The Brazilian Carnival, properly spelled Carnaval, is an annual festival in Brazil held four days before Ash Wednesday. On certain days of Lent, Roman Catholics and some other Christians traditionally abstained from the consumption of meat and poultry—hence the term "carnival," from carnelevare, "to remove (literally, "raise") meat." Carnival celebrations are believed to have roots in the pagan festival of Saturnalia, which, adapted to Christianity, became a farewell to sex in a season of religious discipline to practice repentance and prepare for Christ's death and resurrection.
Brazilian Carnival exhibits some differences from its European counterparts, having mixed African, Native, German and Euro elements. Furthermore, rhythm, participation, and costume vary from one region of Brazil to another. For example, in the southeastern cities of Rio de Janeiro and São Paulo, organized parades led by samba schools vie for prizes on the "sambodromo" open stage. Only samba-school affiliates participate in the shows. Smaller cities often have no public events but promote balls in recreational clubs.
The northeastern cities of Salvador, Porto Seguro and Recife have organized groups parading through streets, but watchers are also welcome to dance. They follow the "trio elétrico" floats through the city streets.
Rio de Janeiro style
Modern Brazilian Carnival originated in Rio de Janeiro in 1641, when the city's bourgeoisie imported the practice of holding balls and masquerade parties from Paris. It originally mimicked the European form of the festival, later absorbing and creolizing elements derived from Native American and African cultures.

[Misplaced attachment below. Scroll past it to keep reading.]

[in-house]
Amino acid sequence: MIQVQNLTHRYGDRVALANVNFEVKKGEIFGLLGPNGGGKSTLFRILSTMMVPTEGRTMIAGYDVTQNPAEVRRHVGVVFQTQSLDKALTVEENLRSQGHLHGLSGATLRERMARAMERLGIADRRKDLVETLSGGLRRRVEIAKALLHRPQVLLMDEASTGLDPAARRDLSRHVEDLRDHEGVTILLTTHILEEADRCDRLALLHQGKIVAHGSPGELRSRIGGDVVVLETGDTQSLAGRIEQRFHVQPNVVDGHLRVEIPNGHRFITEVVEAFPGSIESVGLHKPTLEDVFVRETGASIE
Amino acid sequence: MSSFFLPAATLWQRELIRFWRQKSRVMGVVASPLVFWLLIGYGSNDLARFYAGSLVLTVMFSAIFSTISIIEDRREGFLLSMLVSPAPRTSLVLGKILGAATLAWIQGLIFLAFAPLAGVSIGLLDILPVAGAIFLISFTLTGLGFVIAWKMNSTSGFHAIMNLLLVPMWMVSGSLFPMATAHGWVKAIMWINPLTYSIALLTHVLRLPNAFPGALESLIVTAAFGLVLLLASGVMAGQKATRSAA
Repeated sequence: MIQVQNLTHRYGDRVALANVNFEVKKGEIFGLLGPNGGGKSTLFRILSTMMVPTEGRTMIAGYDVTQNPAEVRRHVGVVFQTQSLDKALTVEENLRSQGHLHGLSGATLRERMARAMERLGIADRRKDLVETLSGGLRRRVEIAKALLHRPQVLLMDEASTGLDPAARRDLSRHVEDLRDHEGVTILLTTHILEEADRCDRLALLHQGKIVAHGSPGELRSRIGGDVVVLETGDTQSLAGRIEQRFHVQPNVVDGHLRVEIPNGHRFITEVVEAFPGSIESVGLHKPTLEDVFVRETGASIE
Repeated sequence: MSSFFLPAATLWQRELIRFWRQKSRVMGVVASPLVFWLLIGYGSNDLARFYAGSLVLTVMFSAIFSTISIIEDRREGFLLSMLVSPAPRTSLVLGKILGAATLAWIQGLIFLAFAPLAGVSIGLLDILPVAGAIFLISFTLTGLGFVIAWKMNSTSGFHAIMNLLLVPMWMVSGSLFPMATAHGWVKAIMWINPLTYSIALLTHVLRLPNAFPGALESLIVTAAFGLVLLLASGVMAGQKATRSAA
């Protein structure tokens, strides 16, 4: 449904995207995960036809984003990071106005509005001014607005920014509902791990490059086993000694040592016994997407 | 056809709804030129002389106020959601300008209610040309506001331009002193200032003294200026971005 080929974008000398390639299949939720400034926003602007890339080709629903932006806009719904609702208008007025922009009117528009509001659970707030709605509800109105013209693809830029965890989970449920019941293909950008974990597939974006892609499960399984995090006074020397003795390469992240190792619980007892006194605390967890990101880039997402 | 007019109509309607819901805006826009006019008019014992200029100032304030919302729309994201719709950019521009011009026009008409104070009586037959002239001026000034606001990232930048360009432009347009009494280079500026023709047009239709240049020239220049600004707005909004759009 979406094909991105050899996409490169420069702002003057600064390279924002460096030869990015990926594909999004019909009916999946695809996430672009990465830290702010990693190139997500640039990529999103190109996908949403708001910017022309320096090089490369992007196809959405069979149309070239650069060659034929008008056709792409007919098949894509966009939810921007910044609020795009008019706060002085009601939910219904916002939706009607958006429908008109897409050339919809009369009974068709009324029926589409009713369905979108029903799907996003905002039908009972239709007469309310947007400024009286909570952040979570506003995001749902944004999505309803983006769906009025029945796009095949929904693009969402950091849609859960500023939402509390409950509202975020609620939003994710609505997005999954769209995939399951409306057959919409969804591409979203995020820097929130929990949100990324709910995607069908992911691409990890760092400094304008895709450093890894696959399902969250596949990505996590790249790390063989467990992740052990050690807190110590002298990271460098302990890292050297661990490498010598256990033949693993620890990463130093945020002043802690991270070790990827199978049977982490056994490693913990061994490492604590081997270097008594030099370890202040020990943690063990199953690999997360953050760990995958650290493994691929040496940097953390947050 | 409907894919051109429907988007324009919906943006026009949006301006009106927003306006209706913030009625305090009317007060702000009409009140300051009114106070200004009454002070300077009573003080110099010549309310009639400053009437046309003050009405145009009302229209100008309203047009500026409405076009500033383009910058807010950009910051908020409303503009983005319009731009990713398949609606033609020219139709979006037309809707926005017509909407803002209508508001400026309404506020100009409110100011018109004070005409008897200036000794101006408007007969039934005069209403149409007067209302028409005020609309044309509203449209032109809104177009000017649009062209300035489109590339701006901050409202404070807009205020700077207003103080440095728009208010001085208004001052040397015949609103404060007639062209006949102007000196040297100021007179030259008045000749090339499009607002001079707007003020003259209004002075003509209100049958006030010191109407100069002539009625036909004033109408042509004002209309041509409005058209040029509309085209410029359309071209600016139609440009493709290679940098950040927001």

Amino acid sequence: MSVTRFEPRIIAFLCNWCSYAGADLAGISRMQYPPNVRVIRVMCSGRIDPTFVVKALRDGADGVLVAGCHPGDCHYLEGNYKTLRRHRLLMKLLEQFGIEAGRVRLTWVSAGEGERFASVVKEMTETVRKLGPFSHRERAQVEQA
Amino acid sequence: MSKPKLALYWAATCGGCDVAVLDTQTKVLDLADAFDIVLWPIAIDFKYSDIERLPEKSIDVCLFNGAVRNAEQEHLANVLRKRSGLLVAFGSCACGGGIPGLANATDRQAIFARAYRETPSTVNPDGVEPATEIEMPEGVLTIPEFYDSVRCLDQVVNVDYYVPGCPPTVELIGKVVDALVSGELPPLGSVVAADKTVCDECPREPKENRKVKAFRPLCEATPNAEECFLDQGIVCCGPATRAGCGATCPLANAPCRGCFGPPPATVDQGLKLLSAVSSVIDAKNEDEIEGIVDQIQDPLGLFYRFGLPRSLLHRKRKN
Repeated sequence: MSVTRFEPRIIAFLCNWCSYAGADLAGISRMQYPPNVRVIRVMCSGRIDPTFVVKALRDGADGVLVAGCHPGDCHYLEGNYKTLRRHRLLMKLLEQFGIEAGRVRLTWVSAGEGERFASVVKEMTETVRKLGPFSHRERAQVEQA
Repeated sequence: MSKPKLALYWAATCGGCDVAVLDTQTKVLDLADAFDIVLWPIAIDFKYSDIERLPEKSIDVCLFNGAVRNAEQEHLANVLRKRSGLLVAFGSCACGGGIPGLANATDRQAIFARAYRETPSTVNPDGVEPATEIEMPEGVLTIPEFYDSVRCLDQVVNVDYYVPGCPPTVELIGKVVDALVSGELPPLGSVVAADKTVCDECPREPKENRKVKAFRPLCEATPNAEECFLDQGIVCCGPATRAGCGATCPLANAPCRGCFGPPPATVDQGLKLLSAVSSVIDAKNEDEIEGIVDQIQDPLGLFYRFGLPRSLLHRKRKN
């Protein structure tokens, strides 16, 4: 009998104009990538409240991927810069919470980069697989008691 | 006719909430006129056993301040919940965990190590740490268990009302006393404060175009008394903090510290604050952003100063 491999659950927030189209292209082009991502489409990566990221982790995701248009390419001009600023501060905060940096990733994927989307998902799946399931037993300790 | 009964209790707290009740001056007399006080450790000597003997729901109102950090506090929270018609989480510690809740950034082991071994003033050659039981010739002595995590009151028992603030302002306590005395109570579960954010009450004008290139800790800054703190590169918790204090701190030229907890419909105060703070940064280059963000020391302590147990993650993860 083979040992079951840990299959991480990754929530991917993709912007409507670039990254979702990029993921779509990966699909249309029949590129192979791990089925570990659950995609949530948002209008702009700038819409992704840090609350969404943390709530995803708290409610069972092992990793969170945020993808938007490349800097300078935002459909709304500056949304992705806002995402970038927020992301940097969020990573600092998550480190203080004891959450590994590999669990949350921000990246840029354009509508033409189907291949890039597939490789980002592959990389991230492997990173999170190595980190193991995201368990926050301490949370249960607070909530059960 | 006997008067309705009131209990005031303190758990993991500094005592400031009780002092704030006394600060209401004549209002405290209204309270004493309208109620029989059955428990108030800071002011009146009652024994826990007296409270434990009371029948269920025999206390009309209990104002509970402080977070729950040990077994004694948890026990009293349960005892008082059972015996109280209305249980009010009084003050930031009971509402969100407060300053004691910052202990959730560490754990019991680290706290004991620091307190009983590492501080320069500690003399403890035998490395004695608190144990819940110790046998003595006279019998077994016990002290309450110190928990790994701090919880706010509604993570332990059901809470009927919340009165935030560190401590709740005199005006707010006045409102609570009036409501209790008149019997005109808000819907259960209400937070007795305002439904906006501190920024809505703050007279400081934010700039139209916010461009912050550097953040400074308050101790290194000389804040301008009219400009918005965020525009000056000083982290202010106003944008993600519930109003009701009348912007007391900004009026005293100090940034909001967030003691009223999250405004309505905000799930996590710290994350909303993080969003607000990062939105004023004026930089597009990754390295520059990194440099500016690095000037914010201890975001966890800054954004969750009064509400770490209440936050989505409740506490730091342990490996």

In the late 19th century, the cordões (literally laces or strings in Portuguese) were introduced in Rio de Janeiro. These were pageant groups that paraded through city avenues performing on instruments and dancing. Today they are known as Blocos (blocks), consisting of a group of people who dress in costumes or special t-shirts with themes and/or logos. Blocos are generally associated with particular neighborhoods; they include both a percussion or music group and an entourage of revellers.
Block parades have become an expressive feature of Rio's Carnival. Today, they number more than 100 and the groups increase each year. Blocos can be formed by small or large groups of revelers with a distinct title with a often funny pun. They may also note their neighborhood or social status. Before the show, they gather in a square, then parade in sections of the city, often near the beach. Some blocos never leave one street and have a particular place, such as a bar, to attract viewers. Bloc parades start in January, and may last until the Sunday after Carnival.
Blocos parade in nearly every neighborhoood, but the most famous ones parade in Copacabana, Ipanema, Leblon, Lagoa, Jardim Botânico, and in downtown Rio. Organizers often compose their own music themes that are added to the performance and singing of classic "marchinhas" and samba popular songs. "Cordão do bola preta" ("Polka Dot Bloco"), that goes through the heart of Rio's historical center, and "Suvaco do Cristo" (Christ's statue armpit, refering to the angle of the statue seen from the neighborhood), near the Botanical Garden, are some of the most famous groups. Monobloco has become so famous that it plays all year round at parties and small concerts.